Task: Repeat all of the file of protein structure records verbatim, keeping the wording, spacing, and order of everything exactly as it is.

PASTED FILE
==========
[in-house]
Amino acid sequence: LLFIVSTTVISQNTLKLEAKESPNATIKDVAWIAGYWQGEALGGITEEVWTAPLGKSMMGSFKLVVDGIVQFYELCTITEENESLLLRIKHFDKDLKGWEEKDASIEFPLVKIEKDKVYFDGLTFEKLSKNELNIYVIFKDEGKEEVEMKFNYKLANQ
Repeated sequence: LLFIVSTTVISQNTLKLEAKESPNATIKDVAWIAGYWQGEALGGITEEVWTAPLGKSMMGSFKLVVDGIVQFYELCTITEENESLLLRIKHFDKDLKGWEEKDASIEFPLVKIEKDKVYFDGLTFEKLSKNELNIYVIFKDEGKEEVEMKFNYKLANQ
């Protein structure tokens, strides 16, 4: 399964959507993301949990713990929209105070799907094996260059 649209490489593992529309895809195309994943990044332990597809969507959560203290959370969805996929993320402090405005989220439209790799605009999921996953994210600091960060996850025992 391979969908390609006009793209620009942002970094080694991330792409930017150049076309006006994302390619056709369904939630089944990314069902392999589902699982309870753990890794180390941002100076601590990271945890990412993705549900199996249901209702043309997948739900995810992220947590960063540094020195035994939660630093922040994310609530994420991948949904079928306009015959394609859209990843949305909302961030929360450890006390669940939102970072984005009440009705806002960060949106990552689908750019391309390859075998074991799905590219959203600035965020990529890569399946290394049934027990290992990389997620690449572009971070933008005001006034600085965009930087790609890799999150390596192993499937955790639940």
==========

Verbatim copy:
[in-house]
Amino acid sequence: LLFIVSTTVISQNTLKLEAKESPNATIKDVAWIAGYWQGEALGGITEEVWTAPLGKSMMGSFKLVVDGIVQFYELCTITEENESLLLRIKHFDKDLKGWEEKDASIEFPLVKIEKDKVYFDGLTFEKLSKNELNIYVIFKDEGKEEVEMKFNYKLANQ
Repeated sequence: LLFIVSTTVISQNTLKLEAKESPNATIKDVAWIAGYWQGEALGGITEEVWTAPLGKSMMGSFKLVVDGIVQFYELCTITEENESLLLRIKHFDKDLKGWEEKDASIEFPLVKIEKDKVYFDGLTFEKLSKNELNIYVIFKDEGKEEVEMKFNYKLANQ
């Protein structure tokens, strides 16, 4: 399964959507993301949990713990929209105070799907094996260059 649209490489593992529309895809195309994943990044332990597809969507959560203290959370969805996929993320402090405005989220439209790799605009999921996953994210600091960060996850025992 391979969908390609006009793209620009942002970094080694991330792409930017150049076309006006994302390619056709369904939630089944990314069902392999589902699982309870753990890794180390941002100076601590990271945890990412993705549900199996249901209702043309997948739900995810992220947590960063540094020195035994939660630093922040994310609530994420991948949904079928306009015959394609859209990843949305909302961030929360450890006390669940939102970072984005009440009705806002960060949106990552689908750019391309390859075998074991799905590219959203600035965020990529890569399946290394049934027990290992990389997620690449572009971070933008005001006034600085965009930087790609890799999150390596192993499937955790639940």